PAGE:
Sorry it is a crappy picture.
Reading this week:
- Let’s Explore Diabetes with Owls by David Sedaris
- Dhow Cultures of the Indian Ocean by Abdul Sheriff (extremely illuminating)
So here is a story I only really recently dived into concerning the succession of Senior Chief Tafuna. If I haven’t mentioned the role of traditional leaders before, the traditional system of government is still very much in place. The Chiefs of Zambia are officially recognized by the government, and hold office in the House of Chiefs, which advises the government. In addition, Chiefs get a stipend from the government and act as an intermediary between the people in their chiefdoms and the government. In addition to those powers granted by the government, the Chiefs hold very real traditional power in their chiefdoms. People seek them out to settle disputes, Chiefs appoint village headmen which run the villages, Chiefs have a large role in land management and apportioning land use to different people, and command the respect of the people of Zambia. The power of Chiefs isn’t limited to the village; I have seen educated city-slickers get nervous in the presence of a Chief. And between the government stipend and the gifts people are required to bring to the Chief when visiting or asking him (or her!) to settle disputes, being a Chief can be a pretty lucrative gig.
This story begins in July of 2013, when the previous Senior Chief Tafuna died. As can be seen in the top diagram, Senior Chief Tafuna is the senior-most traditional leader among the Lungu people (I live in a Lungu village). Besides the fact that dying left the role of Senior Chief open, even the decision about where to bury the late Senior Chief caused contention, with one group objecting to burying him among the previous Senior Chiefs. Since he didn’t complete all of the traditional ceremonies when he was elected 45 years previously, they held he wasn’t really the Senior Chief.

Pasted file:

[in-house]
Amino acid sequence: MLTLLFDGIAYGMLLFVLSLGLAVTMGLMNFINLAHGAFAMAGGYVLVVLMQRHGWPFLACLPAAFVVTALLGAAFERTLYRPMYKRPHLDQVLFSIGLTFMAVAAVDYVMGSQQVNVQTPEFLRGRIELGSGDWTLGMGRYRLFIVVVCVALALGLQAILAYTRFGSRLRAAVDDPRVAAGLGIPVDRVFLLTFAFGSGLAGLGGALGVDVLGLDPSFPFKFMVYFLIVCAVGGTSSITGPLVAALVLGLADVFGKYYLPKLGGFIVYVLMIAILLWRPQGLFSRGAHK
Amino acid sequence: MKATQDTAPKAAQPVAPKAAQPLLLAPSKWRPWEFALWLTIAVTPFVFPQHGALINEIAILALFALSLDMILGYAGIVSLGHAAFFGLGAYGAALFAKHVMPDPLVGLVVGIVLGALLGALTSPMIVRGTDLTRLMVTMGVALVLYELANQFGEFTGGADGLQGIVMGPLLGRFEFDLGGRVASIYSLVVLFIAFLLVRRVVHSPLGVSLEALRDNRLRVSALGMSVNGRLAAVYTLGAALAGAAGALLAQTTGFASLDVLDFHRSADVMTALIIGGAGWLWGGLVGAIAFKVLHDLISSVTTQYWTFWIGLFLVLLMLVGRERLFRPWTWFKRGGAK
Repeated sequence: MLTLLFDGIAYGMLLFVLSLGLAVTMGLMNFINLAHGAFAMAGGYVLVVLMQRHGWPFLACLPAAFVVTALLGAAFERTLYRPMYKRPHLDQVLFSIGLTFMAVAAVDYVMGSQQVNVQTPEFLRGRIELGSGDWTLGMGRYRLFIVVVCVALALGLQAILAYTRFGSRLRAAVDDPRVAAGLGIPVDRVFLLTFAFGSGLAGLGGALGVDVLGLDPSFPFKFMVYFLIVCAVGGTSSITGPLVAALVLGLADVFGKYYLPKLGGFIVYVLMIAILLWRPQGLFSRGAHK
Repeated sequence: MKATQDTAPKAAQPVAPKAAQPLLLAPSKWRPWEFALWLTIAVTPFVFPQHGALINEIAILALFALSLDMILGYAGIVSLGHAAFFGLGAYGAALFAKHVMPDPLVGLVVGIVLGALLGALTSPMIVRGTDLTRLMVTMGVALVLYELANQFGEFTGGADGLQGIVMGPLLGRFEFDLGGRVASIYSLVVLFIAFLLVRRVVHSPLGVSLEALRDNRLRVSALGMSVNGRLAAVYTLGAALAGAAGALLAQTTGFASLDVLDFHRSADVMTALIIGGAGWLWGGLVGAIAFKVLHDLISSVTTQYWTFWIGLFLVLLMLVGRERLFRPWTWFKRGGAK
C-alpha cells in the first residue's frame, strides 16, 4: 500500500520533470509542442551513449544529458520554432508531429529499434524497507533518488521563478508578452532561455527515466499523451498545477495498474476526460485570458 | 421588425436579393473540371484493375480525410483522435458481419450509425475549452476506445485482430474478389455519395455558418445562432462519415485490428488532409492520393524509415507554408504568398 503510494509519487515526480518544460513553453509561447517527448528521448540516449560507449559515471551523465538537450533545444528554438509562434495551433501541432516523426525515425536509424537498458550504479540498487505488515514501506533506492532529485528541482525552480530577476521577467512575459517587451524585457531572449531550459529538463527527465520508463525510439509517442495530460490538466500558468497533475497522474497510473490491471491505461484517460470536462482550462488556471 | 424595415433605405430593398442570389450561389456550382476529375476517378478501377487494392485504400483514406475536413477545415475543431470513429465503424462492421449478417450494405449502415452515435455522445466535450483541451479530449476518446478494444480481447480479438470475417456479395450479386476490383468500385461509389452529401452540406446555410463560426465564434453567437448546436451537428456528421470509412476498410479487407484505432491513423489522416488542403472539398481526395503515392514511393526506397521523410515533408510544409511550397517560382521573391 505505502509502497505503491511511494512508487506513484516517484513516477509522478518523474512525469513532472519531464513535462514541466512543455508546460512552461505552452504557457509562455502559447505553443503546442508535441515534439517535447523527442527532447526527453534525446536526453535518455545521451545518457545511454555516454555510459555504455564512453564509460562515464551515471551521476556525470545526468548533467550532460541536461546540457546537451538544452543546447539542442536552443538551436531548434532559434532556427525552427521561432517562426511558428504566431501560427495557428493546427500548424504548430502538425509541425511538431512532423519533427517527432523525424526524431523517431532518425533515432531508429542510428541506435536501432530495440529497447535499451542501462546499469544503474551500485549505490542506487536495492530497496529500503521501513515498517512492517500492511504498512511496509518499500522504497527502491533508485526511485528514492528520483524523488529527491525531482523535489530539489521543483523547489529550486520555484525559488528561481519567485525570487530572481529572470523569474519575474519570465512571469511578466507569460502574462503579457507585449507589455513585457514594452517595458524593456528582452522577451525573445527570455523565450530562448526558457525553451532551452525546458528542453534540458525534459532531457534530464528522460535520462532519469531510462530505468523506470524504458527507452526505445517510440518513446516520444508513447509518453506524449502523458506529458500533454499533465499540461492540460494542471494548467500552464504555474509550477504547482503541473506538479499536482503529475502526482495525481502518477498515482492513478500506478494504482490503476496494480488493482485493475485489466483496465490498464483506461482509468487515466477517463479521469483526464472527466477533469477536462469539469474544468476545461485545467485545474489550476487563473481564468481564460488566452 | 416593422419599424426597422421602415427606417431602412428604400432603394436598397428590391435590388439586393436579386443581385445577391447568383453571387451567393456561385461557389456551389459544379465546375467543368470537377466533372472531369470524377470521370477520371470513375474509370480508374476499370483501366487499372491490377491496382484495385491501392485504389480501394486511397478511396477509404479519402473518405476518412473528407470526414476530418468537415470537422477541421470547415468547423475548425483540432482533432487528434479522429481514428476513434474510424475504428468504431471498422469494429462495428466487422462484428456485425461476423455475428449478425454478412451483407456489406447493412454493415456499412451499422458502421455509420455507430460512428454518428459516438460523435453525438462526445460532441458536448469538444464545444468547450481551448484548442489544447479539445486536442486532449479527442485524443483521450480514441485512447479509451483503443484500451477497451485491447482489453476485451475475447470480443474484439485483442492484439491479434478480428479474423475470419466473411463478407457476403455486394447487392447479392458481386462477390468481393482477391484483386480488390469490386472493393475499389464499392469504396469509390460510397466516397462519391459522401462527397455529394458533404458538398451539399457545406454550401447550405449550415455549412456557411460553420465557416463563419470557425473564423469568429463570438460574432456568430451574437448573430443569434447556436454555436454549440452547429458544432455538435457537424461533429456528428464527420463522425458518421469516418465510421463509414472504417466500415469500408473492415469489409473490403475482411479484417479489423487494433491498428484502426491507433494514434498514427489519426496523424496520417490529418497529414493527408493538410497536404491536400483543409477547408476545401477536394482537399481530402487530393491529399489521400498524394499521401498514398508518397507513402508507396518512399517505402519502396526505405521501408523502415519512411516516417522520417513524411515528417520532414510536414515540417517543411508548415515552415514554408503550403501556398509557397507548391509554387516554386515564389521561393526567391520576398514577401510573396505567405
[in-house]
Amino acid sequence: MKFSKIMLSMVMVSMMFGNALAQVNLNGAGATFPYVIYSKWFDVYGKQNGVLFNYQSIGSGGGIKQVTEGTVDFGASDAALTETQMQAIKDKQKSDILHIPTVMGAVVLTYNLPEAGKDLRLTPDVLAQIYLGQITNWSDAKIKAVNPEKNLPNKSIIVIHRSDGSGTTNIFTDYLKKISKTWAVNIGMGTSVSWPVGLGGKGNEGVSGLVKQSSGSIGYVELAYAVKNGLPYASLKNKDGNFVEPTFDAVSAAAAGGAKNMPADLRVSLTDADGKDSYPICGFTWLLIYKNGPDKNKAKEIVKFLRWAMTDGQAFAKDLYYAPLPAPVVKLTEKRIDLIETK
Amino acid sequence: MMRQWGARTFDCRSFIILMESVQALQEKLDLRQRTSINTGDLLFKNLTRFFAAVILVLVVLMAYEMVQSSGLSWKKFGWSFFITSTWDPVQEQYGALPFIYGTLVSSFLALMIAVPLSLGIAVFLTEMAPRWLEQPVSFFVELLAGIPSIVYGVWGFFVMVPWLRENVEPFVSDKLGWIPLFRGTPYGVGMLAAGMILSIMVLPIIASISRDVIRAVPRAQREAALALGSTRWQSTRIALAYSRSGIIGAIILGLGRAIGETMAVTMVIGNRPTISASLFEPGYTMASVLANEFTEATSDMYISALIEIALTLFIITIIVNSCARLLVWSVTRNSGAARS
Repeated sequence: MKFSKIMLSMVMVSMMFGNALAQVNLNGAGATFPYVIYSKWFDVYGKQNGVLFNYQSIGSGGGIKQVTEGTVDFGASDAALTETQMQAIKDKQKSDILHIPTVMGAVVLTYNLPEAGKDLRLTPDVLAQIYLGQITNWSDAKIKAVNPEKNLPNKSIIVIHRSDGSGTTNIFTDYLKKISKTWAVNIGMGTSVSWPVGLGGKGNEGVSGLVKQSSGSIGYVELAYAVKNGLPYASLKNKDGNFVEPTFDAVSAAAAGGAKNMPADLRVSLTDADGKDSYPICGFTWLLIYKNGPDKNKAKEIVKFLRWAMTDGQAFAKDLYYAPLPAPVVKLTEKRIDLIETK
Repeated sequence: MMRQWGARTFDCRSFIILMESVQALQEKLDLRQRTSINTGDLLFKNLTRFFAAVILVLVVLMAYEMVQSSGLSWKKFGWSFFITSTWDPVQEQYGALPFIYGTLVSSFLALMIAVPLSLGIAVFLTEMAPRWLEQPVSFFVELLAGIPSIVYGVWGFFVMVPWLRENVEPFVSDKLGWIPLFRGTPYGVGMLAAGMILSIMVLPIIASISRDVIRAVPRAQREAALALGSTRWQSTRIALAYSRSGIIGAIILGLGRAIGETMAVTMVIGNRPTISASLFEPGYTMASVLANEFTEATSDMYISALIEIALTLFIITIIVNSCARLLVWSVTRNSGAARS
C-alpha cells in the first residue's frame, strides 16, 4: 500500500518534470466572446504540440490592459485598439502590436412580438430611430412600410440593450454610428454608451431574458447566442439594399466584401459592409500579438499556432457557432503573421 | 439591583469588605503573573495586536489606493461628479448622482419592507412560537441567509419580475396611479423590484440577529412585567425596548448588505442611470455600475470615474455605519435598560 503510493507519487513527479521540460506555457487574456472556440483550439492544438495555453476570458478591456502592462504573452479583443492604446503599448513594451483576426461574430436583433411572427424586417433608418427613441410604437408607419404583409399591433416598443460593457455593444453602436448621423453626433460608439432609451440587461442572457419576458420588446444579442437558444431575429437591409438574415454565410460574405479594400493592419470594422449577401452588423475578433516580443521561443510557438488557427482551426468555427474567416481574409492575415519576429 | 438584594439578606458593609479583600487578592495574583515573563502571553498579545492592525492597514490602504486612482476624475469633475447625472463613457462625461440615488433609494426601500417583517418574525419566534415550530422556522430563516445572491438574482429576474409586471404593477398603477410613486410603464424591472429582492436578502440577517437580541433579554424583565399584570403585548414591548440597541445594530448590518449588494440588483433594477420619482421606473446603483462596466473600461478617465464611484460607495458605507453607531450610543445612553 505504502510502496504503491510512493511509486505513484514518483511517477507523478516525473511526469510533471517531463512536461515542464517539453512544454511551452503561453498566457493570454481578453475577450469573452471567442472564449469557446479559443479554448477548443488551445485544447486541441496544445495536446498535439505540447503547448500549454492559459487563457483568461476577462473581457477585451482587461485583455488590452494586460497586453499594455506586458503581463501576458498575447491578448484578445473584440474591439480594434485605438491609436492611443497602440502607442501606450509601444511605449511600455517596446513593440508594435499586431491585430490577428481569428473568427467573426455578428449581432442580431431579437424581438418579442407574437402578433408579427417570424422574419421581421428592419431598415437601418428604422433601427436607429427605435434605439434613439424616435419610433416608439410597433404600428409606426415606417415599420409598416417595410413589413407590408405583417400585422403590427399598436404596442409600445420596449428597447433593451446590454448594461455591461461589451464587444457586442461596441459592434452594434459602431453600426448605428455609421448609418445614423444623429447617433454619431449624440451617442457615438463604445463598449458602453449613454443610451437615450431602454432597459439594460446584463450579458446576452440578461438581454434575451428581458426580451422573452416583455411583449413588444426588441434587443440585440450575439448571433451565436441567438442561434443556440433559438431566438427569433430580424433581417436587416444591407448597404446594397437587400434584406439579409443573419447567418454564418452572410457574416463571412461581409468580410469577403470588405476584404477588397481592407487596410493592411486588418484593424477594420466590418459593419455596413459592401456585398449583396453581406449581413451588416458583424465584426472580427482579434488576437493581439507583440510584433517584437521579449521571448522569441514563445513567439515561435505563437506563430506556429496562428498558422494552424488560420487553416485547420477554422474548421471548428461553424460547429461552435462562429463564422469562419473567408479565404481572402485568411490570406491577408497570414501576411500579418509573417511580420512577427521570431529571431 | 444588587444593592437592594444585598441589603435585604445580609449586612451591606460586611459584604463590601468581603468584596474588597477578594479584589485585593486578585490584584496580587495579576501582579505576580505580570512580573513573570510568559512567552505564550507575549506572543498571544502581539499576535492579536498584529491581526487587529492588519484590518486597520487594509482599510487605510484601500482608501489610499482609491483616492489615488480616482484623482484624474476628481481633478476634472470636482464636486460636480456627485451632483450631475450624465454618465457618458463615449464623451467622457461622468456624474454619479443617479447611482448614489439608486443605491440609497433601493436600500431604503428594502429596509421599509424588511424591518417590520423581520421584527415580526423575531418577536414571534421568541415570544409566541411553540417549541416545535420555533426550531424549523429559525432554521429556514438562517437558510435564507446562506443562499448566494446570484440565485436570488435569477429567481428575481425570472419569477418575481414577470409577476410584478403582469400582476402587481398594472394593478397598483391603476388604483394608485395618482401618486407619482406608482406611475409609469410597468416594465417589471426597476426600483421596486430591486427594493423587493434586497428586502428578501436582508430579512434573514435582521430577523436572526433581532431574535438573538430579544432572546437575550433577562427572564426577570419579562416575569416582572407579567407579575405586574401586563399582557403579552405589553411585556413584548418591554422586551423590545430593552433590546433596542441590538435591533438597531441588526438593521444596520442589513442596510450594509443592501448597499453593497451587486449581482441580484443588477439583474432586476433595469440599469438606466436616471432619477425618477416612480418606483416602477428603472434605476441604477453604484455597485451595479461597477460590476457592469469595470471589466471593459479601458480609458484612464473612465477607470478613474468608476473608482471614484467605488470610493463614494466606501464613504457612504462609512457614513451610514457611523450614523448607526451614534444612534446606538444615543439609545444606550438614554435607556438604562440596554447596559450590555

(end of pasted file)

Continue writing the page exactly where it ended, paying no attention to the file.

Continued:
Though the previous Senior Chief Tafuna died in July of 2013, it wasn’t until November of that year that the Lungu Royal Establishment elected a new Senior Chief Tafuna. I’ll note at this point that the names sometimes get confusing, because the name of the Chief is linked to the job, ie, although (in this case) Rafael Sikazwe Chipampe is elected, he is then known as Senior Chief Tafuna. The news articles from the election noted that there may have been some contention about who get elected Chief, but it was only the faintest of foreshadowing of what would happen next.
The first real grumbles of trouble came about a year later, when Chief Chitosi started to say that Rafael Chipampe (aka the elected Senior Chief Tafuna) was elected improperly. Without much detail, he complained that the Lungu chiefs did not follow the right channels in electing the new Senior Chief, and therefore Rafael Chipampe was not a legitimate Senior Chief. Meanwhile, the other Chiefs were saying to not entertain anyone other than Rafael Chipampe claiming to be Senior Chief Tafuna.
The crises became acute, however, when the government officially recognized Ben Mukupa Kaoma (aka Chief Mukupa) as the new Senior Chief Tafuna in 2016. This was contrary to the wishes of the Lungu Royal Establishment. Nonetheless, Chief Ben Mukupa Kaoma proceeded to Isoko (near Mpulungu) to assume the throne at the palace of Senior Chief Tafuna. This incensed Raphael Chipampe Sikazwe, the elected and acting Senior Chief Tafuna. This prompted Raphael Sikazwe to lead an angry mob which murdered Chief Ben Mukupa Kaoma.
As a suspect in a murder case, Raphael Sikazwe, acting Senior Chief Tafuna, went on the run. He eventually turned himself in. Although he plead not guilty to the crime, he was found guilty and sentenced to death. Since then, the succession dispute has not been resolved.
This story interested me at first because of its own proximity on my life; when I first showed up to the village I had heard that our Chief was “in exile” but I didn’t really ask more questions than that. When I saw the story about “Senior Chief Tafuna sentenced to death” I took a closer look. Between the witchcraft stories and succession disputes over thrones, I am always vaguely amazed at the Game of Thrones sort of stuff that goes on around here. On the other hand, the number of people that died over this is very sad, but goes to show the influence that traditional leaders still have here in Zambia and the lengths people will go to in order to get these roles.